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Art for every palette

August 10, 2014

ISLAMABAD: A-visible, a group exhibition, was inaugurated by High Commissioner of Australia, Peter Heyward and Mrs. Susan Heyward, at the Satrang Gallery at Serena Hotel.

Asma Khan, Director of Satrang, said, “A-visible is about us - our ostentations, our sense of security as well as our intellectual concerns in the pursuit of knowledge and truth.

“The three talented artists convey their observations through their sculptures, miniatures and mixed media paintings. Within their sophisticated and mature work, their visuals achieve a vibrancy that envelopes the viewer.”

The three artists, Amna Ilyas, Heraa Khan and Maha Ahmed, each with a very distinct style, have chosen to comment on socially relevant issues which beset Pakistani society.

Amna Ilyas displayed Perspex sculptures depicting mainly clear books.

She says: “In these recent works, the aspect of language is explored which takes plunge into a philosophical debate over the existence of objects and the dynamics of visibility.

We are aware that how the whole process of knowledge is part of a large act of power that creates an illusion of truth that is ephemeral and transitory but does not match with the truth.

“Using Perspex amplifies the ‘plastic’ aspect of words and perhaps authority even. These works also coincide with childhood and the learning schooling aspect of our lives. These empty books cannot communicate except the verbal noise (which surrounds us) that is no more than an exercise in rhetoric.”

The books are created in transparent or opaque plastics, to substitute the whiteness of the paper.

In these open books, one comes across pages on both sides, with either words etched on to the surface or straight lines or just hollow spaces.

Maha Ahmad, with her existentially dark paintings, says: “Having grown up in a developing country like Pakistan has had a tremendous influence in the kind of work I create. Due to the insurgency of terrorism and deteriorating national security, Pakistanis today, hide under this false pretense of safety, which ubiquitously paralyses our ability to distinguish security and insecurity.”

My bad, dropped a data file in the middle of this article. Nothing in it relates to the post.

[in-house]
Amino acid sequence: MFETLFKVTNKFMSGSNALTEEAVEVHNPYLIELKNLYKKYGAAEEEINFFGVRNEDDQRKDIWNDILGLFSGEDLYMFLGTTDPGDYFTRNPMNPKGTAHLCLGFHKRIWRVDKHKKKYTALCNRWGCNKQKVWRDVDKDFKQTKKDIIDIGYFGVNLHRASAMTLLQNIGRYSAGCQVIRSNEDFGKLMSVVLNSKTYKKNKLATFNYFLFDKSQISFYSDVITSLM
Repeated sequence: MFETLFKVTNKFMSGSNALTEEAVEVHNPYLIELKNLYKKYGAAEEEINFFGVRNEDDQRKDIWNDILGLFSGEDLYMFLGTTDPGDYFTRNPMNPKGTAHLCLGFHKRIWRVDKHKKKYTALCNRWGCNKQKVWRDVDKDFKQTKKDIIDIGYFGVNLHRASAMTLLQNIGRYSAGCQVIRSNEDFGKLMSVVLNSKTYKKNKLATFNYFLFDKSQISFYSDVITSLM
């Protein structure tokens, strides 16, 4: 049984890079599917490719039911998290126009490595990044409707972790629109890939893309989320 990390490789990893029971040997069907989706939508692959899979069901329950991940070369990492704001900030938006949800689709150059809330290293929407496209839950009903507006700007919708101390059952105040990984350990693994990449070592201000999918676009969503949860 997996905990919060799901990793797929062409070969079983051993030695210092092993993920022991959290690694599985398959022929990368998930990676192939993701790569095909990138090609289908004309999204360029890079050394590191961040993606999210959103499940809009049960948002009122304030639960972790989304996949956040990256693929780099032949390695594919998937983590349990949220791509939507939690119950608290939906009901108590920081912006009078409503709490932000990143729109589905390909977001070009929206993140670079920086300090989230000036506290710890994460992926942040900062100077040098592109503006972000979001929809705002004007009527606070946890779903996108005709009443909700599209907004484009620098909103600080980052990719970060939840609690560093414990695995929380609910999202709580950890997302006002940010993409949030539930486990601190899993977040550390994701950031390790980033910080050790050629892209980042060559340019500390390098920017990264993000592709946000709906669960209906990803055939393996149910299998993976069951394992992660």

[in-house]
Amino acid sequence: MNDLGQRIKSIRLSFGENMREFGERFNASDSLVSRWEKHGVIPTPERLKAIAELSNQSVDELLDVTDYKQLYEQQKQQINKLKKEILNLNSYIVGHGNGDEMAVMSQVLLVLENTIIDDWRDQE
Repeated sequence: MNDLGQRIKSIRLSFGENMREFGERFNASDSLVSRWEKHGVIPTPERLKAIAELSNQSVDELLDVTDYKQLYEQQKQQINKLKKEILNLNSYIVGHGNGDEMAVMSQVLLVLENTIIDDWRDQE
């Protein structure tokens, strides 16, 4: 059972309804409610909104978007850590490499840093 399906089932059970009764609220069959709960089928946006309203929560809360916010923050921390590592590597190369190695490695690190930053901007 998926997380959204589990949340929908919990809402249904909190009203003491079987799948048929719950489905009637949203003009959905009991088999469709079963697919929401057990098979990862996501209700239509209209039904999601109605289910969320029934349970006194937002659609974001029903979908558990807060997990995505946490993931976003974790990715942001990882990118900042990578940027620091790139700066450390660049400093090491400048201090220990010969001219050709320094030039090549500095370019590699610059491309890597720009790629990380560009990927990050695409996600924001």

Tracing the inception of this series of work to her mother’s stories of the 1971 war, when windows were blacked out for protection, she adds, “The work I create builds upon those nuances by employing abstractions, directing emphasis on the mood and ambience in spaces.

“The symbolism I am currently exploring is that of a black cloth/paper and how it is used to cover glass on doors and windows to protect one from external harm and interference. I make an effort to talk about how we choose to ignore and stay indifferent to these daily injustices that we go through in the name of security.”

Hidden in her black spaces, we can almost discern female forms. Heraa Khan, a young woman from Lahore, has chosen to comment on the “social butterfly” existence of a particular niche in Pakistani society.

She says, “Growing up in the provincial metropolis, Lahore, a modern, happening city, one invariably comes across a certain segment of the society that is highly status conscious. Making its way to the elite cliques, social calendars and fashion houses appears to be the primary concern of this society.

“I am struck by the constraints of this society that apparently enjoys a luxurious lifestyle yet seem so remote from the basic sources of pleasure a society that has encased itself in a lifestyle that is a mere bubble, delusional and distant from reality.”

Susan Heyward said: “Heraa is obviously a skillful portraitist as one can see the personalities of her subjects shining through.”

Heraa has emphasized bright colours, patterns and different postures in her work as a comment on consumerist lifestyles. Particularly sweet were the miniaturist portraits of older women holding teacups, which evoked a sense of recognition for the Pakistani viewer.

Professor Dr Saeeda Asadullah Khan said: “The work is very nice and the young artists are attempting something new. The studies in black and white in particular are very different and interesting.”

Mamoona Riaz, a teacher at the National College of Arts, said: “A-visible moves with the sophistication and maturity of concepts with a sense of visual balance. Satrang’s venture of providing a platform to showcase art even in the upheaval surrounding us in Pakistan is an immense contribution to culture.”

Despite the blocked roads and petrol shortage, there were dozens of art aficionados attending the opening.

Dhoofishan Raza Naushahi said: “This show depicts how the thought process of young Pakistani artists has evolved and Maha Ahmad’s work in particular stands out in its creativity.”

Published in Dawn, August 10th, 2014